The Narita Airport Quandry - How Do I Get Into Tokyo?
Arrival at Narita airport was pretty hectic. The lines at Customs were long and it seemed to take forever for our luggage to come onto the carousel. It didn't help that we had our bags searched as we were exiting (it might have had to do with the husband being Mr Scruffy). It might be a good time to note that perhaps in Japan looking clean-cut and hiding any visible tatoos might be the way to go, just to avoid hassles at Customs.
There are four main options for getting into Tokyo from Narita (figure two hours on the safe side):
1. The local train called Limited Express (¥1,000 to Ueno or Nippori). This train makes a lot of stops between the airport and Ueno but it is only 11 minutes more than the Skyliner. Do note that if you ride it during rush hour, it will be extremely cramped as locals use this service as a commuter train. From Nippori you can transfer onto the Yamanote Line which is easy.
2. The Skyliner train (¥1,920 to Ueno or Nippori) which takes one hour. Seats are reserved and more comfortable. There are also little vending machines selling cans of coffee and soda.
3. The N’EX (Narita Express) trains are even more comfortable and go straight to Tokyo Station (¥2,940) or to Shinjuku Station (¥3,110). The only downside to riding the N’EX is that upon first arriving at either Tokyo Station or Shinjuku Station, you could have something akin to a meltdown as it is one of the most overwhelming places in the city. Think a flurry of activity; massive crowds, confusing signs and plus… do you really want to be lugging your suitcases up and down those stairs?
4. The Airport Limousine (fancy name but ordinary buses). The tickets cost around ¥3,000 depending on where you are going. The best thing about the Airport Limo is that they service many of the larger hotels in the city so this way you are getting a direct ride to your hotel. So do check to see if the hotel where you are staying is on one of their routes. Or ask your hotel.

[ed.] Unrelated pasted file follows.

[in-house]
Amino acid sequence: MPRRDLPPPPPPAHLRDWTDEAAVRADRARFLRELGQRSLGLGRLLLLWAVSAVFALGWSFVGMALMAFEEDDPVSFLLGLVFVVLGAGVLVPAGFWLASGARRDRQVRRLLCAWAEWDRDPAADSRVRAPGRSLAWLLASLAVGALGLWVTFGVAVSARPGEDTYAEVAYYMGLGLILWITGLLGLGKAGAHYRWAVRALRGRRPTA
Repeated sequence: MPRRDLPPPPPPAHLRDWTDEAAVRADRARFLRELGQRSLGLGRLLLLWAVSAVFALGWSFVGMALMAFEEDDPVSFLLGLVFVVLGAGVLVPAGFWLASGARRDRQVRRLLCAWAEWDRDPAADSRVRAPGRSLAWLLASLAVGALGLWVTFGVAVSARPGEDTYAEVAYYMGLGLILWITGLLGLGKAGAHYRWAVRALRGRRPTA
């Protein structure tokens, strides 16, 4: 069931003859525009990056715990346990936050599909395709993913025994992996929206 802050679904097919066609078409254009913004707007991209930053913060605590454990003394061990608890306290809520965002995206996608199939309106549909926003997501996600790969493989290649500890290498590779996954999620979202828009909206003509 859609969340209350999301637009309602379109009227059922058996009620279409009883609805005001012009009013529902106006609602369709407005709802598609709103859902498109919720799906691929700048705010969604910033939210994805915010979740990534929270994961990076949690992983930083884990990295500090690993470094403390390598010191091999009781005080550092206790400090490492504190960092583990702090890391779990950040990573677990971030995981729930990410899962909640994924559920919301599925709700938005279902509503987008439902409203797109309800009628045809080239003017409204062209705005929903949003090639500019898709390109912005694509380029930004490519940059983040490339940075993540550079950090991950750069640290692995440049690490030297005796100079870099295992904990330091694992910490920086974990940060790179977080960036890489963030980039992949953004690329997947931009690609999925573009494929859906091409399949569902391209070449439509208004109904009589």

We immediately ruled out the Narita Express because we just didn’t have the energy or the courage to deal with either Tokyo or Shinjuku station while fighting fatigue, sleep deprivation and the beginnings of jet-lag. The Airport Limo did not go to our hotel so we decided to try the ultra-budget way and go with one of the trains. But which one? In this case, we took the Limited Express because there was a train leaving in 5 minutes, whereas we had just missed the Skyliner and we would have to wait another 20 minutes or so for the next one.
At the train station we also managed to purchase the "PASCO" at the vending machine. Note: we could not buy it at the counter but the kind attendant walked us over to the vending machine and helped us purchase two PASCO cards with ¥3,000 (including a ¥500 deposit which you get back upon return of the card) on it. These cards were awesome to have; it sure beat struggling to find change to buy the tickets or even standing in line at stations to buy tickets.